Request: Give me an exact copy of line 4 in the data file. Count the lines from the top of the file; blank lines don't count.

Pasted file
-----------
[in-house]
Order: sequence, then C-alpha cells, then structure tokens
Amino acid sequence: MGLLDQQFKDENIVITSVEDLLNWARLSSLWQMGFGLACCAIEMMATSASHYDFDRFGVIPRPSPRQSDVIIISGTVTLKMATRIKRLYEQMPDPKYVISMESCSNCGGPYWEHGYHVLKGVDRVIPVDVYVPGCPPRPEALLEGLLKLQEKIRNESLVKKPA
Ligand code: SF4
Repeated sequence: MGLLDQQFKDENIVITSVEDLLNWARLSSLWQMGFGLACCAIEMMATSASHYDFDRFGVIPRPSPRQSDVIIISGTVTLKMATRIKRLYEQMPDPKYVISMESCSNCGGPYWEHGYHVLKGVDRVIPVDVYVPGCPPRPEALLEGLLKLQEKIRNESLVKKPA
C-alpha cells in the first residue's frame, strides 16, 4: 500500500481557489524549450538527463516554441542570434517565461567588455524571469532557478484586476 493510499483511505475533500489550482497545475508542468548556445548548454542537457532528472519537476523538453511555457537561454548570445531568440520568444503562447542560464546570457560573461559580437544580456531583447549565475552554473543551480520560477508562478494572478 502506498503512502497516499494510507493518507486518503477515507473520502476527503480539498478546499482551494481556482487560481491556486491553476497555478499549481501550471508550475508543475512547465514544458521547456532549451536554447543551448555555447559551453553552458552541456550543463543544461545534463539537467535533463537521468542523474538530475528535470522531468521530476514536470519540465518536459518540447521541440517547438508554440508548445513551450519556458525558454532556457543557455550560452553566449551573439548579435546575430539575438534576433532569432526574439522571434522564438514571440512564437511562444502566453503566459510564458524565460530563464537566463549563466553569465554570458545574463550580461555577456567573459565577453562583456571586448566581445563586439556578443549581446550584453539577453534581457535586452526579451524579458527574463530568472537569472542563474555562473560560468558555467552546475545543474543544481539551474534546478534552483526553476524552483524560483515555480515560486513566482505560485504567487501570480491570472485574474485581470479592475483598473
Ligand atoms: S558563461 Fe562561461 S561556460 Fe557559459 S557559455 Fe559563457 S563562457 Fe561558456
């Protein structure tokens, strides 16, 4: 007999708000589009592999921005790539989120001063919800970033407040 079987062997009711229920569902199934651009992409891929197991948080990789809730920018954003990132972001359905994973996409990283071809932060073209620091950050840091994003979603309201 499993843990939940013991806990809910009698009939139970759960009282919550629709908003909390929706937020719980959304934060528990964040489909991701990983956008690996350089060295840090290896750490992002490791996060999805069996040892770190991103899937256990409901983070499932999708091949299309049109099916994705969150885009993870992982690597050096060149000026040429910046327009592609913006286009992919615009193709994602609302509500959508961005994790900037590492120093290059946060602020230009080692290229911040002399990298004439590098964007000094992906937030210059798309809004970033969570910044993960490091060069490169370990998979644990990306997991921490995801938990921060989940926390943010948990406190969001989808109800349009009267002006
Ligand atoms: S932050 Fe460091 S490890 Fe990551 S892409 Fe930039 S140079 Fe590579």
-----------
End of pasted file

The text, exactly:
Ligand code: SF4